The General Services Administration has awarded millions of dollars in technology upgrade funding to the U.S. Selective Service System to help bolster the cybersecurity of its registration system project.
The nearly $6 million will go towards a number of IT operations improvements at the tiny agency, which has just 115 staff and an annual budget of less than $30 million. The upgrades include the modernization of its registration, compliance and verification software system, including migration to a cloud-based software and data architecture, enhanced protections around personally identifiable information and upgrades user experience for publicly accessible parts of the system.
Although no draft is currently present, registration remains in place as a means for the government to maintain a list of men’s names from which to draw in the event of a national emergency requiring a rapid expansion of our armed forces. The RCV system is an Intranet application used only by authorized SSS personnel. It provides a central repository for all data relating to active filers and potential offenders.
“The agency’s registry is essential in the event of a national emergency requiring mobilization for national defense. Each year, SSS’s 115-person team handles more than two million Selective Service registrations and approximately six million enrollment audits,” reads a rationale for the project listed on TMF.cio.gov. “This registration data also provides verification of student aid eligibility, more than four million federal and local civilian jobs, free job training, and a potential streamlined process for citizenship.”
According to a project description provided on the Technology Modernization Fund website, the improvements are expected to reduce maintenance costs, improve resiliency, provide more advanced data analysis capabilities, and create an architecture with redundant geographic locations. The RCV system is designated as a high-value asset – meaning it is considered one of the most important IT systems and, in accordance with a directive from the Cybersecurity and Infrastructure Security Agency, must be prioritized for resources and cybersecurity improvements.
Maturing cybersecurity operations has been a stated goal of the SSS for years. In its latest budget justification, the agency highlighted the need to modernize its Records, Compliance and Audit system and other software applications that provide continuous monitoring, enterprise risk management and better protection of personally identifiable information.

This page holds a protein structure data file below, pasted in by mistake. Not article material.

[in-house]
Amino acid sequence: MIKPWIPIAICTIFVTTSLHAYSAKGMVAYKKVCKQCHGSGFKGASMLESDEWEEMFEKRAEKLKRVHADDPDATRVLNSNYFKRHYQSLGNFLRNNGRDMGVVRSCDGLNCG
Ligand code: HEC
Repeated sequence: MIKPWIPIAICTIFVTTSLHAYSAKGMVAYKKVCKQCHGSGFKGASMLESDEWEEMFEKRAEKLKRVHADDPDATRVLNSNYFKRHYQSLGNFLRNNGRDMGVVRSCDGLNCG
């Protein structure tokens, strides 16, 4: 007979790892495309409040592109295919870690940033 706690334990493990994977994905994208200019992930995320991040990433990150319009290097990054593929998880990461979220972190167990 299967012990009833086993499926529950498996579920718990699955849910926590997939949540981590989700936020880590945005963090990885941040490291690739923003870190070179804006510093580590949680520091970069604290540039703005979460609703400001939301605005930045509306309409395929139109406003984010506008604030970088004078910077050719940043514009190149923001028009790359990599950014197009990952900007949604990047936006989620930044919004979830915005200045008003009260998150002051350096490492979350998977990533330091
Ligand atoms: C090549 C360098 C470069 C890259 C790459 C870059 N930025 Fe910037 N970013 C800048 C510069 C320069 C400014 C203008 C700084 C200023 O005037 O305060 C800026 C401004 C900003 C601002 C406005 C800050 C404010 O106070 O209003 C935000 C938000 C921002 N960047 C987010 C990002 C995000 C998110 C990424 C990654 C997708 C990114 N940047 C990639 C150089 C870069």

In a statement, Clare Martorana, Federal Chief Information Officer, said the investments “will enable SSS to rapidly scale technical operations to meet the country’s needs through a software and data architecture focused on the cloud that protects the data of millions of customers”.
The funding represents another example of the explicit use of the TMF to modernize the cybersecurity operations of critical systems in federal departments and agencies. Last year, the fund awarded more than $260 million in funding to five different agencies for Login.gov security enhancements, “zero trust” security upgrades for the GSA, the Department of Education and Office of Personnel Management, as well as secure cloud migration for Max.gov interagency collaboration tool.
Agencies are generally required to repay any funding they received under the program through cost savings and other sources of revenue, but the Biden administration decided to relax those requirements last year for agencies. cybersecurity-related projects, citing the need to respond to the SolarWinds hack. and other campaigns against US government systems.